Trout and Char of the World

8: Native Trout of Mexico: Treasures of the Sierra Madre

Dean A. Hendrickson and Joseph R. Tomelleri

doi: https://doi.org/10.47886/9781934874547.ch8

American theatergoers are familiar with director John Huston’s classic movie of 1948, The Treasure of the Sierra Madre, based on a novel written by B. Traven and starring Humphrey Bogart as Fred C. Dobbs. At least north of the border, Traven’s tale of loco gringos prospecting for gold made Mexico’s rugged mountains famous, and many cinephiles still recognize the famous quote by Gold Hat, the bandito: “Badges! We ain’t got no badges. We don’t need no badges! I don’t have to show you any stinking badges.” Huston filmed most of his mountain scenes on location in Mexico, and some 50 years later, we found ourselves in the Sierra Madre Occidental (henceforth, SMO) of northwest Mexico with our own saga of prospecting for “gold” beginning to unfold. Always without badges but often stinking after days of back-country camping and hiking, our binational and otherwise diverse cast of academic, government, and nonprofit biologists and fly fishers came to call itself Truchas Mexicanas (Mexican Trout), after the different, but also gilded, treasure we were chasing.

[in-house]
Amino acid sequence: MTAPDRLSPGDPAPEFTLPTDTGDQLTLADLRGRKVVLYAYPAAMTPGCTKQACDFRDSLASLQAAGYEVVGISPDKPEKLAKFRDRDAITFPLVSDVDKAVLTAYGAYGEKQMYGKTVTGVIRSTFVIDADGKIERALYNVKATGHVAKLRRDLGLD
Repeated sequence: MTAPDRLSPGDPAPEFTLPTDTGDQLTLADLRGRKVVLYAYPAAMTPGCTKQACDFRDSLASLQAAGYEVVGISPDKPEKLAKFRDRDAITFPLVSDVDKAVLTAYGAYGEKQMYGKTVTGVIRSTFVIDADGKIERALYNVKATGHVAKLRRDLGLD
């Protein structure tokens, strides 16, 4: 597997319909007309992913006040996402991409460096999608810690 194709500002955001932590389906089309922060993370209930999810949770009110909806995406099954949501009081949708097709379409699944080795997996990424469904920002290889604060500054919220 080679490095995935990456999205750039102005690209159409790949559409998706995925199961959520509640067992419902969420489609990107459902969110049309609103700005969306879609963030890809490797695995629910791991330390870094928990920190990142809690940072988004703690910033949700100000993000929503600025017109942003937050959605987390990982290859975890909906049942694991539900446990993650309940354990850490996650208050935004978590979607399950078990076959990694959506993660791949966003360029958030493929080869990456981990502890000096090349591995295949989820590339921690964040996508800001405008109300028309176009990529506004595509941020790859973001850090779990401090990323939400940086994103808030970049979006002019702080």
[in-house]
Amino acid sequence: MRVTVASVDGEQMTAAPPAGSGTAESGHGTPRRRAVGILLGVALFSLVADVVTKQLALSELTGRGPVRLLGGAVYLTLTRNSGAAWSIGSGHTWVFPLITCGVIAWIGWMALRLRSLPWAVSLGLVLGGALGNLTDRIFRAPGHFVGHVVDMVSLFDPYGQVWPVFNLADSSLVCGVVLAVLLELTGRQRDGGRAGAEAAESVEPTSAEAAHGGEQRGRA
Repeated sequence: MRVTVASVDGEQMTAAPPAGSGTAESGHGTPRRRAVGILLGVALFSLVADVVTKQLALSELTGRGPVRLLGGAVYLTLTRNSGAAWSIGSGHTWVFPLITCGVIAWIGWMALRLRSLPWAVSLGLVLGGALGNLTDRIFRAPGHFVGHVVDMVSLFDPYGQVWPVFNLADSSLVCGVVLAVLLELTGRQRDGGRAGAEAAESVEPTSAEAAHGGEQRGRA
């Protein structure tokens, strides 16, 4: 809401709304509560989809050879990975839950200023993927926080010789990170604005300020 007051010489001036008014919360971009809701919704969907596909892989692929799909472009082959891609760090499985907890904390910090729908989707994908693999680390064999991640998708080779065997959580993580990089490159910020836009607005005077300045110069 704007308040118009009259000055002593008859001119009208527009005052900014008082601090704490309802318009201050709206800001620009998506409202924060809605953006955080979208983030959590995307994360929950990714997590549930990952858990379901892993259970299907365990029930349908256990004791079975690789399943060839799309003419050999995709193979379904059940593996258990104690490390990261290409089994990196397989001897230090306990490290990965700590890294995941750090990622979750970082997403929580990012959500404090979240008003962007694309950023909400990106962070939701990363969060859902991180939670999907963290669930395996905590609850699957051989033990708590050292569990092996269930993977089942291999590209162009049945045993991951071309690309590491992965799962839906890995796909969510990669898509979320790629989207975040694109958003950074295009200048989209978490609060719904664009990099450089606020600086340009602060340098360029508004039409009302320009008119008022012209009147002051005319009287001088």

Many members of Truchas Mexicanas, besides being film fans, had, as professional biologists working in the American Southwest’s deserts, long been familiar with the rich biodiversity of the Sierra Madre, and the Sky Island conferences (DeBano et al. 1995; Gottfried et al. 2005, 2013) had started convening botanists, entomologists, mammologists, ornithologists, herpetologists, and the occasional fish biologist, as well as paleo- and modern ecologists and the occasional archaeologists and anthropologists. These conferences were started to celebrate, document, and collaborate to call attention to, and help conserve, the remarkably diverse fauna and flora of the many high-elevation mountains, islands in a sea of desert, of southern Arizona and New Mexico, Sonora and Chihuahua. The work in those volumes helped set our stage, and many active in that group provided valuable pointers. We knew that the fishes of the area had been comparatively less studied than had been those north of the border, especially when it came to trout, and so we set off to focus on them. But thanks to that diverse background info, we did so with our eyes always wide open to all the other biological treasures of the region.